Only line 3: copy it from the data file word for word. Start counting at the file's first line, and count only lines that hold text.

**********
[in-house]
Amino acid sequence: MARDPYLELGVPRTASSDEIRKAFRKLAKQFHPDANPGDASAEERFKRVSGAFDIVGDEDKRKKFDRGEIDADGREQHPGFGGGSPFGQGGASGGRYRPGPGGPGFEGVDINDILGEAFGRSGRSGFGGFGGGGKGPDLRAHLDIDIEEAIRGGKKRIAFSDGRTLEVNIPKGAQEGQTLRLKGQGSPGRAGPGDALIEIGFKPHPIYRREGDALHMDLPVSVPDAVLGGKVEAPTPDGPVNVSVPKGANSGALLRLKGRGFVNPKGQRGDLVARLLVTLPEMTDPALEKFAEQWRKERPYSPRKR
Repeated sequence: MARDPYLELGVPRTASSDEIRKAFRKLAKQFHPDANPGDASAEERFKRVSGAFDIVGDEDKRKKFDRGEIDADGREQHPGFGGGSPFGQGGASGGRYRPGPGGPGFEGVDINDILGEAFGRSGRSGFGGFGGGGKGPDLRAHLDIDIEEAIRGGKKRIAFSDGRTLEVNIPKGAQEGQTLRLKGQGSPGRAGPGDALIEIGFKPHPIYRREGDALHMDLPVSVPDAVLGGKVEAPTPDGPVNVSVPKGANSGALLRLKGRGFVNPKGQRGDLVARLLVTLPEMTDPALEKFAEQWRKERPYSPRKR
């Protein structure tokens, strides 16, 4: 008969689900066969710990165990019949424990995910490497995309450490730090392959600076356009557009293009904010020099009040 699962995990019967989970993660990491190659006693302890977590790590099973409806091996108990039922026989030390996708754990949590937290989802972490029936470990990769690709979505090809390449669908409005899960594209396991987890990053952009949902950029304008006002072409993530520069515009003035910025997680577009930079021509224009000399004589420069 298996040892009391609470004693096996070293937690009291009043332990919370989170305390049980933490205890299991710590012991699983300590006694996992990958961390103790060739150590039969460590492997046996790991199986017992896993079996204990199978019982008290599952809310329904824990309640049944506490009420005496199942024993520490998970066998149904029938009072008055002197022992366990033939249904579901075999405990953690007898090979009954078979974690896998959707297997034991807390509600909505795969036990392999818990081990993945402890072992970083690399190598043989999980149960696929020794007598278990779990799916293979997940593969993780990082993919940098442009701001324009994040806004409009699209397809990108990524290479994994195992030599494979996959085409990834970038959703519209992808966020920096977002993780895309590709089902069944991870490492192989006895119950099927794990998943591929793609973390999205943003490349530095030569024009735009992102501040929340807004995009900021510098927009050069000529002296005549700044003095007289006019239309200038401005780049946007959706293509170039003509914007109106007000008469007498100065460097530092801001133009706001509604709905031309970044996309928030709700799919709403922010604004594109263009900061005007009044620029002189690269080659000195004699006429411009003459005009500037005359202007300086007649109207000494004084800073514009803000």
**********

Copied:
Repeated sequence: MARDPYLELGVPRTASSDEIRKAFRKLAKQFHPDANPGDASAEERFKRVSGAFDIVGDEDKRKKFDRGEIDADGREQHPGFGGGSPFGQGGASGGRYRPGPGGPGFEGVDINDILGEAFGRSGRSGFGGFGGGGKGPDLRAHLDIDIEEAIRGGKKRIAFSDGRTLEVNIPKGAQEGQTLRLKGQGSPGRAGPGDALIEIGFKPHPIYRREGDALHMDLPVSVPDAVLGGKVEAPTPDGPVNVSVPKGANSGALLRLKGRGFVNPKGQRGDLVARLLVTLPEMTDPALEKFAEQWRKERPYSPRKR